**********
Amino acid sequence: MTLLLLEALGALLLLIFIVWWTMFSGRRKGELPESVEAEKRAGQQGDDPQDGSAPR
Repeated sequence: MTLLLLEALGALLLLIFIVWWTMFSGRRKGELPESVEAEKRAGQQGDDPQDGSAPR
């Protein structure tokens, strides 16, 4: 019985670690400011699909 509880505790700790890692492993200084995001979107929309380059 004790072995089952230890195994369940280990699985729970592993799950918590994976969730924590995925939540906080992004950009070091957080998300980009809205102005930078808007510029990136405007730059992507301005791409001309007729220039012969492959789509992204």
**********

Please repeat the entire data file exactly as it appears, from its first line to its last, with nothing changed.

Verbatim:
Amino acid sequence: MTLLLLEALGALLLLIFIVWWTMFSGRRKGELPESVEAEKRAGQQGDDPQDGSAPR
Repeated sequence: MTLLLLEALGALLLLIFIVWWTMFSGRRKGELPESVEAEKRAGQQGDDPQDGSAPR
């Protein structure tokens, strides 16, 4: 019985670690400011699909 509880505790700790890692492993200084995001979107929309380059 004790072995089952230890195994369940280990699985729970592993799950918590994976969730924590995925939540906080992004950009070091957080998300980009809205102005930078808007510029990136405007730059992507301005791409001309007729220039012969492959789509992204």